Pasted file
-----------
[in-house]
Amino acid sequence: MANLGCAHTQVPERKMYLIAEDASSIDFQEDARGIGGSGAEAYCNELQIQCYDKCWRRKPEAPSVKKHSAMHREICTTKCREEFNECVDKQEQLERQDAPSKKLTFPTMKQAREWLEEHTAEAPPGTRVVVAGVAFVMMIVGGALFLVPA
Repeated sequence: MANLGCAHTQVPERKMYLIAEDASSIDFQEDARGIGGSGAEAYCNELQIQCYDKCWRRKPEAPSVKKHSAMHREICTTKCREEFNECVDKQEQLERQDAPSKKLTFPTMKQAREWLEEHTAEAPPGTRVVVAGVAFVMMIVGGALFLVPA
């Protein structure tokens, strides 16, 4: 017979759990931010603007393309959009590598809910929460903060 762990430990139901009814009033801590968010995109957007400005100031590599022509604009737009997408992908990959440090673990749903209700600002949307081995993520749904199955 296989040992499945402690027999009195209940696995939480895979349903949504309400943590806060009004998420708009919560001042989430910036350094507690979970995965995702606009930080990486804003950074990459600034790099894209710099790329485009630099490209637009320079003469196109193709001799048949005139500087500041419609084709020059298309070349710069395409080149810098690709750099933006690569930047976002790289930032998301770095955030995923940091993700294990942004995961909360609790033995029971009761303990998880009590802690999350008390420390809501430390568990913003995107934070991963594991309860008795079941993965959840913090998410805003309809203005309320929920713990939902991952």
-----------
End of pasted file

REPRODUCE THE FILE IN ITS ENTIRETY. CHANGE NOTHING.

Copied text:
[in-house]
Amino acid sequence: MANLGCAHTQVPERKMYLIAEDASSIDFQEDARGIGGSGAEAYCNELQIQCYDKCWRRKPEAPSVKKHSAMHREICTTKCREEFNECVDKQEQLERQDAPSKKLTFPTMKQAREWLEEHTAEAPPGTRVVVAGVAFVMMIVGGALFLVPA
Repeated sequence: MANLGCAHTQVPERKMYLIAEDASSIDFQEDARGIGGSGAEAYCNELQIQCYDKCWRRKPEAPSVKKHSAMHREICTTKCREEFNECVDKQEQLERQDAPSKKLTFPTMKQAREWLEEHTAEAPPGTRVVVAGVAFVMMIVGGALFLVPA
């Protein structure tokens, strides 16, 4: 017979759990931010603007393309959009590598809910929460903060 762990430990139901009814009033801590968010995109957007400005100031590599022509604009737009997408992908990959440090673990749903209700600002949307081995993520749904199955 296989040992499945402690027999009195209940696995939480895979349903949504309400943590806060009004998420708009919560001042989430910036350094507690979970995965995702606009930080990486804003950074990459600034790099894209710099790329485009630099490209637009320079003469196109193709001799048949005139500087500041419609084709020059298309070349710069395409080149810098690709750099933006690569930047976002790289930032998301770095955030995923940091993700294990942004995961909360609790033995029971009761303990998880009590802690999350008390420390809501430390568990913003995107934070991963594991309860008795079941993965959840913090998410805003309809203005309320929920713990939902991952």